News / Asia

    China Factory Blasts Highlight Gaps in Workplace Safety

    Family members cry at a caring centre for relatives of victims of a factory explosion, in Kunshan, Jiangsu province, August 3, 2014. Family members cry at a caring centre for relatives of victims of a factory explosion, in Kunshan, Jiangsu province, August 3, 2014.
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    Family members cry at a caring centre for relatives of victims of a factory explosion, in Kunshan, Jiangsu province, August 3, 2014.
    Family members cry at a caring centre for relatives of victims of a factory explosion, in Kunshan, Jiangsu province, August 3, 2014.
    Shannon Van Sant

    A massive explosion that killed at least 75 people and wounded 186 at a Chinese metal works plant is highlighting how the country continues to struggle with worker safety.

    Chinese state media say the explosion at a metal works plant in Jiangsu happened early Saturday when a fire ripped through the factory floor. The plant manufactured auto parts and is one of the suppliers for American car company General Motors.

    An initial Chinese government probe indicated that the explosion might have been caused by dust which ignited inside the workshop, where workers were polishing hubcaps. The fire destroyed most of the factory’s roof.

    Enforcement

    Geoffrey Crothall of China Labor Bulletin said Chinese laws exist to ensure worker safety, but they are not enforced. “The explosion at the factory in Kunshan illustrates once again that although there are many laws and regulations outlining health and safety standards in the workplace those standards are not properly enforced by local authorities,” he stated.

    As authorities investigate the incident at Zhongrong Metal Products plant, General Motors released a statement saying it has no relationship with Zhongrong. GM said the company is a subcontractor for the “Dicastal” company that GM purchases car components from. GM said under its agreement with Dicastal, all subcontractors are obligated to follow local health and safety codes.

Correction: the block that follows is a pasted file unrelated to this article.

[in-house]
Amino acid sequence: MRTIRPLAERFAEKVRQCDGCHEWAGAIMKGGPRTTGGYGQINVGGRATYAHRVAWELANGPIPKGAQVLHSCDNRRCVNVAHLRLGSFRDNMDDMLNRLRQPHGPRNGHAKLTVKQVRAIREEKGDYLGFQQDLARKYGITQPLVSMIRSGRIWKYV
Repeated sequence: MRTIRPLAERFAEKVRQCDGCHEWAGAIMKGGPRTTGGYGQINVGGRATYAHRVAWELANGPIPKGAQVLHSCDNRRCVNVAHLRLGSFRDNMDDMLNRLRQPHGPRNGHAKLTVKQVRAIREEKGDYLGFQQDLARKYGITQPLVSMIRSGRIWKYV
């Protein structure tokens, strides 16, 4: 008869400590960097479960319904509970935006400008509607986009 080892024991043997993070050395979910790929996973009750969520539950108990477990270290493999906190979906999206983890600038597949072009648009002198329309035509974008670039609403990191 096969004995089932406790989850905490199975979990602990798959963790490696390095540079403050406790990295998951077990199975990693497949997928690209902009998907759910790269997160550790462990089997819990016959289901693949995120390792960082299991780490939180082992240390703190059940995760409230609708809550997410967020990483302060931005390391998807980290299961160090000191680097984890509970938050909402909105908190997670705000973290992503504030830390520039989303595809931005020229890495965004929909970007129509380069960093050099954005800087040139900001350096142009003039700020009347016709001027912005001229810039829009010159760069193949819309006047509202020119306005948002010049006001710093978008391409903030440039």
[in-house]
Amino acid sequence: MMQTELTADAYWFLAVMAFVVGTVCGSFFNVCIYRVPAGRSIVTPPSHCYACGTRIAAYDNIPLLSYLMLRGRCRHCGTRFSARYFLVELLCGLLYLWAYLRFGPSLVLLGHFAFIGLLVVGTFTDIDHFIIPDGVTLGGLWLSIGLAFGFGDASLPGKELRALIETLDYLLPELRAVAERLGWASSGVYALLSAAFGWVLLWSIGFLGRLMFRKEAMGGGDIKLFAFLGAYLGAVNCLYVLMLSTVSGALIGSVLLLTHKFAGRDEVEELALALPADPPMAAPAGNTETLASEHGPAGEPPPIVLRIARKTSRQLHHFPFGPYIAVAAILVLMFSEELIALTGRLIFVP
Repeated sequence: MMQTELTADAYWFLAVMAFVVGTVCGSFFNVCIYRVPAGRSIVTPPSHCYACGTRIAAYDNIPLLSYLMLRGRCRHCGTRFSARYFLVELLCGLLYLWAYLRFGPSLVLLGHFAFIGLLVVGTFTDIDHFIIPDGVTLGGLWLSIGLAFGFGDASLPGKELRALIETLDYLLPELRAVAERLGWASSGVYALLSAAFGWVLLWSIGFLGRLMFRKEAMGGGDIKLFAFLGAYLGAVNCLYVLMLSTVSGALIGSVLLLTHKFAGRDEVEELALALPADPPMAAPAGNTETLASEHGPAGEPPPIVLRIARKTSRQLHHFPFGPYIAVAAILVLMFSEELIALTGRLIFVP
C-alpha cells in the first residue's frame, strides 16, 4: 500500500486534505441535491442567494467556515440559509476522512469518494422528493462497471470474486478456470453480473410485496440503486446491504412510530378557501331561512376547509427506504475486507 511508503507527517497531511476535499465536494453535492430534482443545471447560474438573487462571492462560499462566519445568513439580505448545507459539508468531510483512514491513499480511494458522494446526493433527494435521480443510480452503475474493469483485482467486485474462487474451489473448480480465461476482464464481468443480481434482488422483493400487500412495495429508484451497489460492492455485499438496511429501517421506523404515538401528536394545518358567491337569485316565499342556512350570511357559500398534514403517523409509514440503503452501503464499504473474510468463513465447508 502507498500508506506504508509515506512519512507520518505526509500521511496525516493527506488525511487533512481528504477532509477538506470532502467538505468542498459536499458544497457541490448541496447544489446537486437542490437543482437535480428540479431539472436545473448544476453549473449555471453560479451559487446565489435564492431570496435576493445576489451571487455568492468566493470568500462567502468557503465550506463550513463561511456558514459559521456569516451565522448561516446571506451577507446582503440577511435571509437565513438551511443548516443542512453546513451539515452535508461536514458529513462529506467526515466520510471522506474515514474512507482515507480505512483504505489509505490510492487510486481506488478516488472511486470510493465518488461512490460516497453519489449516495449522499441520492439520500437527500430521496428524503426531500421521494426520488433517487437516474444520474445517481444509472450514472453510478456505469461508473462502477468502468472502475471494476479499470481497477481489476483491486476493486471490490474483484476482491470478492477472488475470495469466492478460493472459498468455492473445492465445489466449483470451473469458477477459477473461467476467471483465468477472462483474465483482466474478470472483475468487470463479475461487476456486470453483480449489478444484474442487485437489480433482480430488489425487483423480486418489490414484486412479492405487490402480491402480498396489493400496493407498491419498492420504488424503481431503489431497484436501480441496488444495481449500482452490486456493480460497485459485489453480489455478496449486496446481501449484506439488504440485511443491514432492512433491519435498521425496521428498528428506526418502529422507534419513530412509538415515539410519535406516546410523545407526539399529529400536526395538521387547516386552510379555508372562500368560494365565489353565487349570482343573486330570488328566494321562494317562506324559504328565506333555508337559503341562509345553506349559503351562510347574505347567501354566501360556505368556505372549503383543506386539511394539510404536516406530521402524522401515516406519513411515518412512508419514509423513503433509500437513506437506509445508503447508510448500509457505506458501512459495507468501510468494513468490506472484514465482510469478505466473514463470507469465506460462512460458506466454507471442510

Crothall said western companies are limited in what they can do to enforce safety standards at their Chinese suppliers. “They don’t own the factory, they don’t have people on the ground. They don’t understand exactly what the work practices are at these factories,” he said.

    Previous incidents

    On Monday, another massive fire broke out at a petrochemical plant in Gansu Province. Authorities suspect the blaze was triggered by a leak at an air separation unit. The fire was later contained with no casualties.

    Last Thursday, also at a chemicals factory and in Jiangsu Province, a fire broke out at a plant where several barrels of chemicals were being stored. No casualties were reported in that incident.

    Worker safety has been a persistent issue in China. Last year a fire at a poultry market killed 119 people. In 2011, two explosions at factories manufacturing Apple products were caused by aluminum dust.

    Better protection

    Crothall said workers have begun demanding greater protection through China’s existing official trade union. “Now we are increasingly seeing that the official trade union in China, there is only one official trade union, does take a more proactive stance in ensuring workers rights and interests are protected,” he said.

    Following Saturday’s explosion President Xi Jinping has demanded a full investigation and Premier Li Keqiang is demanding regular safety checks at factories throughout the country.

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